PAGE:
4 key steps for finance to take to tackle the growing water crisis

The financial community increasingly understands and accepts that the global climate and biodiversity crises are a systemic and financial risk. This has spurred action. Similar efforts to address the global water crisis have been slower to gain traction.

Persistent gap in the financing of water security

Warning bells have increased in just the last few months, with the world’s leading scientists from the Intergovernmental Panel on Climate Change laying out how dramatically the climate crisis is compounding and accelerating the water crisis. A new global assessment identifies the critical sectors and industries — as well as the business activities — most significantly affecting freshwater availability and quality, while another recent analysis underscores the persistent gap in financing to achieve a water secure future.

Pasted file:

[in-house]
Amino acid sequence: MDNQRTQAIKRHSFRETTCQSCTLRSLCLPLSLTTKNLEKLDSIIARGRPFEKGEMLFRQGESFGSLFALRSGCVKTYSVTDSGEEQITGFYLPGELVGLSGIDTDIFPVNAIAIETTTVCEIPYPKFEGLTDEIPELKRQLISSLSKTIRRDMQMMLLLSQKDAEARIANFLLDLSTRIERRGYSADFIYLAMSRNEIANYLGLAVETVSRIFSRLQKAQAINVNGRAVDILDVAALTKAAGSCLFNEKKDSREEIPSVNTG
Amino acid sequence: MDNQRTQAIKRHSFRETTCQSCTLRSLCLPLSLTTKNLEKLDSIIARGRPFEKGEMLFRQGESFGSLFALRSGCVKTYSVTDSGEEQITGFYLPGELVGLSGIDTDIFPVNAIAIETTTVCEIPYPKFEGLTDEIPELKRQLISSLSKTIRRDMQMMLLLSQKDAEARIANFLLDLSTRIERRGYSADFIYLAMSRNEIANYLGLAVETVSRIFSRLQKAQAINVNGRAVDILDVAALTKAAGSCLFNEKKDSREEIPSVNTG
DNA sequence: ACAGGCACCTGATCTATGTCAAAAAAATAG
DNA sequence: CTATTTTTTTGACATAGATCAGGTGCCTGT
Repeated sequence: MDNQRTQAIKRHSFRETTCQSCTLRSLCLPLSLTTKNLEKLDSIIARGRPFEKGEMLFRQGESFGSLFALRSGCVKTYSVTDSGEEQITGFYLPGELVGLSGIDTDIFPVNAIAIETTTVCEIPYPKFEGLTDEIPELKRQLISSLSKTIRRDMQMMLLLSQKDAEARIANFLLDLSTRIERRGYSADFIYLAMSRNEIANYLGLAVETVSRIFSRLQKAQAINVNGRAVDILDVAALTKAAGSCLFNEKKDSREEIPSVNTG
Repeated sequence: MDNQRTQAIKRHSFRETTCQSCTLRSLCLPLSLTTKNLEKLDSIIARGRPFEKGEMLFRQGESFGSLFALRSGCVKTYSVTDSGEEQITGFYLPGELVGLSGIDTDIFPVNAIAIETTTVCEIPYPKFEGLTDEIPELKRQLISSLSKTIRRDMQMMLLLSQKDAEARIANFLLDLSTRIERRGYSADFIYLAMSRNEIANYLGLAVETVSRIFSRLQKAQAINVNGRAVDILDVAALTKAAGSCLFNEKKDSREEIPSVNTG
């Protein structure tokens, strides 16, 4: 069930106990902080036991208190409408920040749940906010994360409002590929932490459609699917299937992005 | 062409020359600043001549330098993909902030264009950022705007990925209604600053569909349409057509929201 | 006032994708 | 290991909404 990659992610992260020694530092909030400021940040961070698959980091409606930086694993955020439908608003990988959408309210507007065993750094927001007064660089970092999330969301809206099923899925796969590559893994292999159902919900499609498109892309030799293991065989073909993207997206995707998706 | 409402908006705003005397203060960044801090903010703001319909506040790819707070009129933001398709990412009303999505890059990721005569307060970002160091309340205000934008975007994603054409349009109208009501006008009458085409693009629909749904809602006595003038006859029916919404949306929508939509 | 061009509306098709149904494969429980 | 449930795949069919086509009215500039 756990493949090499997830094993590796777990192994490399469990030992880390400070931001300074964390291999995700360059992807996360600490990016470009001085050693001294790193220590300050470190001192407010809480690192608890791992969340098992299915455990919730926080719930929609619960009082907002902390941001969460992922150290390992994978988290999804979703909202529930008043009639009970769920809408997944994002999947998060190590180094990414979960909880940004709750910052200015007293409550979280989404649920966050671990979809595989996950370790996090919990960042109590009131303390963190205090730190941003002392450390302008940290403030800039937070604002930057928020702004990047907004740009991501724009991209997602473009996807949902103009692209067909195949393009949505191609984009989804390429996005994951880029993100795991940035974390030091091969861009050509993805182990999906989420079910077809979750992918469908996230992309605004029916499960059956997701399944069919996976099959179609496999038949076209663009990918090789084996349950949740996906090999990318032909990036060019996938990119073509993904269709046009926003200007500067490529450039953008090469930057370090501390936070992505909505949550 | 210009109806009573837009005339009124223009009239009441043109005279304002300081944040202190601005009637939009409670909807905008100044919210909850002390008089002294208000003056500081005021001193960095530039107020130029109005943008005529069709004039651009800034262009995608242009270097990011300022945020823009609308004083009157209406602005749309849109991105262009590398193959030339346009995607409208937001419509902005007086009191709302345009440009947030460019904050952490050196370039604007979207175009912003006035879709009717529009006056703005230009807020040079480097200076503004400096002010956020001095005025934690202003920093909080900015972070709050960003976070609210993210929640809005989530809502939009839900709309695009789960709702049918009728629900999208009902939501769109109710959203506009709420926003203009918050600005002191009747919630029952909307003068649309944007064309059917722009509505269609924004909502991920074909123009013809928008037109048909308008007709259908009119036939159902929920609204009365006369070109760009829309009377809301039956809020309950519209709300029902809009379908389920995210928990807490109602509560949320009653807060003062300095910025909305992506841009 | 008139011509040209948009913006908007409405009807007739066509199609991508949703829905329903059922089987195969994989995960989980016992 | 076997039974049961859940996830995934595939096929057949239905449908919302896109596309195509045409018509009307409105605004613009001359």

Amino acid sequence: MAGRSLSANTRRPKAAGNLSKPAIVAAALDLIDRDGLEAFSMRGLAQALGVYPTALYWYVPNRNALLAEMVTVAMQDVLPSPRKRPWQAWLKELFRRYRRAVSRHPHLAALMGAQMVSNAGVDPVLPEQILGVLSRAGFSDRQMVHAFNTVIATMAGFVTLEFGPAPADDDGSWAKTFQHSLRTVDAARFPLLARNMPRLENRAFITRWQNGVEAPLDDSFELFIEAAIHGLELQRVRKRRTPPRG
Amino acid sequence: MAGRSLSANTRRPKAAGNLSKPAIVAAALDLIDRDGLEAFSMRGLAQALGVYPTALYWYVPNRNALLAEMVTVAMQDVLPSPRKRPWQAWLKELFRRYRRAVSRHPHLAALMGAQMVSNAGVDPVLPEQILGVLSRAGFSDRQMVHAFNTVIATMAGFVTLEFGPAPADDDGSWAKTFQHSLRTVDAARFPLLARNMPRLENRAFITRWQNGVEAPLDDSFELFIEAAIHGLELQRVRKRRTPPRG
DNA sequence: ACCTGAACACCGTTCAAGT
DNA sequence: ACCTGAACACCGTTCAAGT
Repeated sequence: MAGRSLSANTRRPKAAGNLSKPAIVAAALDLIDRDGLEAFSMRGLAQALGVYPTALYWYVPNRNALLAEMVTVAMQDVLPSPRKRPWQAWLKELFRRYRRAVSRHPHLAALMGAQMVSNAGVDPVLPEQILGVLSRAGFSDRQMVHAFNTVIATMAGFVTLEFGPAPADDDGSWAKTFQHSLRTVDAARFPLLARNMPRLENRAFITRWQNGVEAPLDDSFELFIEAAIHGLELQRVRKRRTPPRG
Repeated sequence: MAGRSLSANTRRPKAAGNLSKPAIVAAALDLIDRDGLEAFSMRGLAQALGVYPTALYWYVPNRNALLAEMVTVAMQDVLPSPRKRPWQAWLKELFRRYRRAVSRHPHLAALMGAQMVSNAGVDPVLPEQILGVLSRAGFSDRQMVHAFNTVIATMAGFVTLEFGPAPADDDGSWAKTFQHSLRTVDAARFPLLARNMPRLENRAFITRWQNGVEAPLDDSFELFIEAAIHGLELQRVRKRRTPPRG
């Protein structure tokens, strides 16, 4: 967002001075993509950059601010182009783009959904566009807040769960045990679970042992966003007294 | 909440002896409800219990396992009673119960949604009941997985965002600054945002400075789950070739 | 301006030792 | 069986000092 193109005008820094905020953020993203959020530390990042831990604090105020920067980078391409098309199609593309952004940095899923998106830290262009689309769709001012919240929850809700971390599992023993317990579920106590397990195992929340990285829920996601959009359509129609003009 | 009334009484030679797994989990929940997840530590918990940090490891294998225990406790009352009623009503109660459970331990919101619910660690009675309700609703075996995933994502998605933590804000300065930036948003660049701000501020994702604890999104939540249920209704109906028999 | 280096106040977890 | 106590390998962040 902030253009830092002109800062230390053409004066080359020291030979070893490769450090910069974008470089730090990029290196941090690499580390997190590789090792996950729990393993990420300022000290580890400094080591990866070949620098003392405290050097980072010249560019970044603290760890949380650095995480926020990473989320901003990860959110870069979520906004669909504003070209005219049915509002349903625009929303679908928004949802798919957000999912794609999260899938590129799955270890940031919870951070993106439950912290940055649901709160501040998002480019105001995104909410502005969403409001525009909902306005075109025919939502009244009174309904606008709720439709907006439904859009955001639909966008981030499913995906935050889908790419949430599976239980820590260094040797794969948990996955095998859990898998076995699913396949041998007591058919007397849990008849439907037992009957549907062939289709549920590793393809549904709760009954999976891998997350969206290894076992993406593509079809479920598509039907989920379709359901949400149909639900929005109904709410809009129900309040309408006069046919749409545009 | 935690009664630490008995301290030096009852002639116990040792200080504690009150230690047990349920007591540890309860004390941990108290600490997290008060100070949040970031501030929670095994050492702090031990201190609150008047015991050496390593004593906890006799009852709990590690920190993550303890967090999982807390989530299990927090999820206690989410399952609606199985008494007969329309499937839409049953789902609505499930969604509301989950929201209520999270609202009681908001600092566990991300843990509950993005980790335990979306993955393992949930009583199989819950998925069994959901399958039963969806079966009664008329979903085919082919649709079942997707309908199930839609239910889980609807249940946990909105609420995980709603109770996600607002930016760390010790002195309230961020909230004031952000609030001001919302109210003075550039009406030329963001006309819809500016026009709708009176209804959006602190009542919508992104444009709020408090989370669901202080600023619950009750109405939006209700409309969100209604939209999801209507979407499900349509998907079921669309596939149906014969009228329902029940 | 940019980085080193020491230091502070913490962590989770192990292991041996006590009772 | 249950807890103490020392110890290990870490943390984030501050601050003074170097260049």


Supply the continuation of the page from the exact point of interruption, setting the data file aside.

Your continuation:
These messages make it clear that key financial players such as institutional investors, banks and development finance institutions urgently need to step up to address the water crisis.

Water risk is a systemic, material risk that is causing significant economic and social costs right now, from supply chain disruptions unleashed by climate-fueled flooding and droughts to water and food insecurity caused by dwindling water supply.

By failing to account for water security in financial decision-making, financial markets are contributing significant financial flows that are increasing exposure and vulnerability to water-related risks across the global…

Read more…